Tag Archives: narrative

Darkness & Light

Lent has officially ended. Today is Good Friday, the second of the three days (Triduum) leading up to Easter Sunday.  Today — or rather, tonight, at sundown — marks the start of  Passover.  I’ve been thinking today about story, without which we wouldn’t commemorate either event.  I’ve also been thinking, this Lent, about trust, about giving up my often desperate grip on control in my own stories.   I’ve been praying, I guess, about letting go.  Today, too, I am struck by the Triduum’s embrace of sorrow and agony, and how those dark places open us up.  Story does that too, … Continue reading

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Writing Under the Influence

I’ve blogged about Jane before, and I’m doing it again. Jane Eyre, that is.  I’ve been thinking about her because I’ve just finished The Flight of Gemma Hardy, Margot Livesey’s take on  Charlotte Brontë’s classic novel.  (Livesey herself calls it a “continued conversation.”) Beginning with the first sentence, Livesey sprinkles similarities to the original throughout her novel, weaving in her own autobiographical details.  In both, we have an orphaned girl, a cruel aunt, a book on birds, a mysterious landowner, a sickly boarding school friend who dies in Jane’s/Gemma’s arms, etc.  In Brontë, of course, what comes between Jane & … Continue reading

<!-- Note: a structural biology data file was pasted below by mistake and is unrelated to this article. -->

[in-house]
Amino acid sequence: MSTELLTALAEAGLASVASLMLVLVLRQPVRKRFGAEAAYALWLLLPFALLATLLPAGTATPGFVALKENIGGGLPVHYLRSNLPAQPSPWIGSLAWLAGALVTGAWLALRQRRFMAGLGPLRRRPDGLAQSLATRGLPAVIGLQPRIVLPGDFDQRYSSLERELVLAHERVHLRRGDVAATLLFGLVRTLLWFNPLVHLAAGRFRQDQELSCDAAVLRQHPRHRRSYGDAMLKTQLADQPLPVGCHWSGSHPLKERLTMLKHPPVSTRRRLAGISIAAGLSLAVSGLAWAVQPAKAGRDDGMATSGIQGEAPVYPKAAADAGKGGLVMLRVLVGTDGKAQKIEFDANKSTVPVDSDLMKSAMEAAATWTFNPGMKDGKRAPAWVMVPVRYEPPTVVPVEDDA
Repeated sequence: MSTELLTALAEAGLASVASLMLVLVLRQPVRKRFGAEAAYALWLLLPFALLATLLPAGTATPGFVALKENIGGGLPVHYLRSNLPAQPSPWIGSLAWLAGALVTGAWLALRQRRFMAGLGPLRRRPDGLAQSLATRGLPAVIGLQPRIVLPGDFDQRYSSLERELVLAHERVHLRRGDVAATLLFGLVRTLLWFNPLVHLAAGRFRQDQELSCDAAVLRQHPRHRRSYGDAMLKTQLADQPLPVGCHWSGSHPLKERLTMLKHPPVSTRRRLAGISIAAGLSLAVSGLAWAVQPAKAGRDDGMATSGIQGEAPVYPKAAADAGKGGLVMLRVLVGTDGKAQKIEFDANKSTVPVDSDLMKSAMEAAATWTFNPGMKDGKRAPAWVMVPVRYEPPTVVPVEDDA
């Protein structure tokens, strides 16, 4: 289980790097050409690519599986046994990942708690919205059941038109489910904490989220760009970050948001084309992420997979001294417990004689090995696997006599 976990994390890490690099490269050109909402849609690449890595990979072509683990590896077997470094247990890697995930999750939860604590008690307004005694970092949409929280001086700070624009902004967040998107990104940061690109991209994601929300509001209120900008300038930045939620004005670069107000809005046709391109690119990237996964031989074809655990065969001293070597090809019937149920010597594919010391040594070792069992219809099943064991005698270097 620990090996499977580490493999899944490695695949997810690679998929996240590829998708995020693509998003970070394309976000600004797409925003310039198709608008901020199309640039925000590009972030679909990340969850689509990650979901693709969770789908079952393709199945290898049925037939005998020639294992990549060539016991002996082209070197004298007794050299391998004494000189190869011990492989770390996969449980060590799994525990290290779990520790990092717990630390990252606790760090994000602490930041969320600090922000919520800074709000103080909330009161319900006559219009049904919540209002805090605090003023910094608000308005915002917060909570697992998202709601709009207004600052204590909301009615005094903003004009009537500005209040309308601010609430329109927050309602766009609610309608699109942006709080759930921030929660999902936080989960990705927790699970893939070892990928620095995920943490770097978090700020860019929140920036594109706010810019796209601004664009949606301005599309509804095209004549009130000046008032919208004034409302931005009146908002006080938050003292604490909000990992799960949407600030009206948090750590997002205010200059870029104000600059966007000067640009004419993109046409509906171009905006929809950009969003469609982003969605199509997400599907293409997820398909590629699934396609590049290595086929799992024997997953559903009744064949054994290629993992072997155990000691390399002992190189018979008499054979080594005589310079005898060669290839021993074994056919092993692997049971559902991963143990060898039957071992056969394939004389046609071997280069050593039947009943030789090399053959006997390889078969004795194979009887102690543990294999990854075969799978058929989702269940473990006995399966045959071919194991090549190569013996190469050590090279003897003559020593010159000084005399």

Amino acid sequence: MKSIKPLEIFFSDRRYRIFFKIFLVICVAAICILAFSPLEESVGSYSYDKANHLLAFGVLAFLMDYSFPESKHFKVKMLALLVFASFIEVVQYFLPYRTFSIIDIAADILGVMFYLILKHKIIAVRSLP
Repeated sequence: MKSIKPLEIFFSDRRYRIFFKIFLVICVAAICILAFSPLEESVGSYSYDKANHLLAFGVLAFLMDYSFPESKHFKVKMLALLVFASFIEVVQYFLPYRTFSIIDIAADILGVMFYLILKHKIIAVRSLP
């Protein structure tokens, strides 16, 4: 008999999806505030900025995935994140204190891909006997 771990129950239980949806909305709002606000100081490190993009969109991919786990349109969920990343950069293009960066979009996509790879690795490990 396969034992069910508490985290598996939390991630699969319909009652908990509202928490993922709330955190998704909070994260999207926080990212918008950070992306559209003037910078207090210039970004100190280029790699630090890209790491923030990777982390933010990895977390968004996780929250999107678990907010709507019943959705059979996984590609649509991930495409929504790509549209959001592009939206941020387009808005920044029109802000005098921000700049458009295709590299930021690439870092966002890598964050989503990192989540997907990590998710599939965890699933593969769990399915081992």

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In Another Life

My next post will appear Friday, September 7.  If you’re in the neighborhood, mark your calendar for Sept. 13, 7 p.m.:  Why There Are Words, 333 Caledonia, Sausalito.  I’d love to see some of you there! A few months ago, I stumbled upon Penelope Lively’s novel The Photograph.  I loved its sharp psychological portraits, its elegant and economic sentences, its going on for pages and pages in the minds of its characters (something I’m always trying to do without making my readers scream, “Action, please!”). When I returned to the library to pick up another Lively novel, I chose—from the … Continue reading

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The Moral of Pierre

Most people think of Where the Wild Things Are, appropriately enough.  But this week, hearing on the radio that Maurice Sendak had died at the age of 83, I thought first of Pierre, the petulant child of the eponymous “cautionary tale in five chapters and a prologue.”  Pierre, at 48 pages, was my favorite book as a pre-schooler.  I’m told I carried it everywhere, evidence of which shows itself in the tiny book’s ripped jacket, signatures loose at their sewn bindings, a few spots of discoloration (spilled apple juice?). Pierre made up one of four slim books, each the height … Continue reading

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Airing the Laundry

I will be taking off the next three weeks.  My next post will appear Friday, October 21. I’ve never worried about offending anyone while writing.  Maybe it’s all those years of uncensored diary entries about mad crushes and revenge fantasies and how my mother infuritated me – but getting the words down about real people always came easily. The trick, of course, is when the time comes for those people to see those words.  Last month, Meghan Ward posted on her blog, Writerland, about the dangers of airing one’s  “family’s dirty laundry.”   Publishing words – however honest – about those … Continue reading

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